Examples include utilities, office supplies, marketing activity, accounting services, insurance fees, rent and telephone bills. Indirect costs are generally fixed because they are the costs your business needs to pay no matter how many products it sells or customers it has.

Knowing all your business costs will help you better understand your product or service and create more profitable pricing. Closely monitor your expenses in relation to your income, so you know if you need to make savings and increase your profit margin.

How to manage business costs

There are many techniques start-ups can use to minimise costs and save money.

1. Outsourcing

Using a service from an external provider for certain business activities can reduce your costs as it’s generally much cheaper than paying a full-time member of staff.

A wide range of processes can be outsourced, including accounting, human resources, marketing and administration.

There can be some drawbacks to outsourcing. You have less control over an outsourced provider than you do with your own staff, and if things go wrong, it can cause problems. In addition, many providers are based overseas, which can lead to communication issues if they are in a different time zone or lack sufficient English language skills.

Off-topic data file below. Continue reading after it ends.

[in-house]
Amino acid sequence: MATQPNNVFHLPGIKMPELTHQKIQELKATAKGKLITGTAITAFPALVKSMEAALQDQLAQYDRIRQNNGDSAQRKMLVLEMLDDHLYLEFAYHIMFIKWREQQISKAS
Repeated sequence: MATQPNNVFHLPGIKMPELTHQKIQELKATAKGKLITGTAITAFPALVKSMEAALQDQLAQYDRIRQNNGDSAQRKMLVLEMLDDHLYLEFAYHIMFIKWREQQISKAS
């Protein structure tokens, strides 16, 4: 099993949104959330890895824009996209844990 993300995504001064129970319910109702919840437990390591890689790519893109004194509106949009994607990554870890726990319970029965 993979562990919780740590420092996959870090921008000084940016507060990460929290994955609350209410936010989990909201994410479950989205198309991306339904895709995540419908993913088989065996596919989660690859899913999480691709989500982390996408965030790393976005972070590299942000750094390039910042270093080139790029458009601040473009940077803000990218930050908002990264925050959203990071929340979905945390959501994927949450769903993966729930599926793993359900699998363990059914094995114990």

2. Suppliers

Renegotiating with suppliers is another way to cut costs. If several suppliers provide low volumes, reducing suppliers could allow you to negotiate bigger discounts for larger volumes from a smaller number of suppliers. Market changes or new innovations might mean your original contract is no longer good value, so it’s worth periodically reviewing any deals you have in place with suppliers.

When negotiating with suppliers, be confident about what you want. The supplier is under no obligation to accept your changes, but it’s likely they will want to keep you as a long-term customer and may be open to suggestions.

3. Just-in-time inventory

The just-in-time (JIT) inventory system involves a business receiving raw materials from a supplier only at the point they are needed. This process cuts expenses because the business has to pay only for the exact resources required to produce a product; there’s no need to keep inventory and warehouse storage costs are reduced.